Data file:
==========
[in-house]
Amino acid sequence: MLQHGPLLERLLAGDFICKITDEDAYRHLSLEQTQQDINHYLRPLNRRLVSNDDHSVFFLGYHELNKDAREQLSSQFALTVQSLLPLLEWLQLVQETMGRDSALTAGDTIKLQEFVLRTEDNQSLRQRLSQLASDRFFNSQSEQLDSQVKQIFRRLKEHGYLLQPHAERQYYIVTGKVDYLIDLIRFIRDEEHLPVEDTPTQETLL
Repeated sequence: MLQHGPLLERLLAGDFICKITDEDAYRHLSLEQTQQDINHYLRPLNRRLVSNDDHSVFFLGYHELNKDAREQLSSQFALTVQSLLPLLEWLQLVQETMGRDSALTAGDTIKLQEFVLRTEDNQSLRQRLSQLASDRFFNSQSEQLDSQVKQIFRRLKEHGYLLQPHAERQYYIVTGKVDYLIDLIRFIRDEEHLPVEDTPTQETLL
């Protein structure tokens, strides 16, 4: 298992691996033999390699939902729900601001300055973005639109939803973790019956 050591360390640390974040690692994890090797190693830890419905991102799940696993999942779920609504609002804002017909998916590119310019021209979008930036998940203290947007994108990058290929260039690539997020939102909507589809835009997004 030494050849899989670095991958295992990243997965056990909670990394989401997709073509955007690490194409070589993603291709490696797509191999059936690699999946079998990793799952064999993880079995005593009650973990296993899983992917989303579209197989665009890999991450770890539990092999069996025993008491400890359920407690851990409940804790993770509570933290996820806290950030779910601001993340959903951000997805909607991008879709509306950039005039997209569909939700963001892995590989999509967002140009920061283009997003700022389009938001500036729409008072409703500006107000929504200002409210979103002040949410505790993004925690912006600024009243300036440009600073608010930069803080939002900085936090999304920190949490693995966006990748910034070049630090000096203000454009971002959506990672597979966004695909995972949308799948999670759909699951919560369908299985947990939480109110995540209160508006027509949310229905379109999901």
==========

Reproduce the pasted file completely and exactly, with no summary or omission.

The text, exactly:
[in-house]
Amino acid sequence: MLQHGPLLERLLAGDFICKITDEDAYRHLSLEQTQQDINHYLRPLNRRLVSNDDHSVFFLGYHELNKDAREQLSSQFALTVQSLLPLLEWLQLVQETMGRDSALTAGDTIKLQEFVLRTEDNQSLRQRLSQLASDRFFNSQSEQLDSQVKQIFRRLKEHGYLLQPHAERQYYIVTGKVDYLIDLIRFIRDEEHLPVEDTPTQETLL
Repeated sequence: MLQHGPLLERLLAGDFICKITDEDAYRHLSLEQTQQDINHYLRPLNRRLVSNDDHSVFFLGYHELNKDAREQLSSQFALTVQSLLPLLEWLQLVQETMGRDSALTAGDTIKLQEFVLRTEDNQSLRQRLSQLASDRFFNSQSEQLDSQVKQIFRRLKEHGYLLQPHAERQYYIVTGKVDYLIDLIRFIRDEEHLPVEDTPTQETLL
């Protein structure tokens, strides 16, 4: 298992691996033999390699939902729900601001300055973005639109939803973790019956 050591360390640390974040690692994890090797190693830890419905991102799940696993999942779920609504609002804002017909998916590119310019021209979008930036998940203290947007994108990058290929260039690539997020939102909507589809835009997004 030494050849899989670095991958295992990243997965056990909670990394989401997709073509955007690490194409070589993603291709490696797509191999059936690699999946079998990793799952064999993880079995005593009650973990296993899983992917989303579209197989665009890999991450770890539990092999069996025993008491400890359920407690851990409940804790993770509570933290996820806290950030779910601001993340959903951000997805909607991008879709509306950039005039997209569909939700963001892995590989999509967002140009920061283009997003700022389009938001500036729409008072409703500006107000929504200002409210979103002040949410505790993004925690912006600024009243300036440009600073608010930069803080939002900085936090999304920190949490693995966006990748910034070049630090000096203000454009971002959506990672597979966004695909995972949308799948999670759909699951919560369908299985947990939480109110995540209160508006027509949310229905379109999901």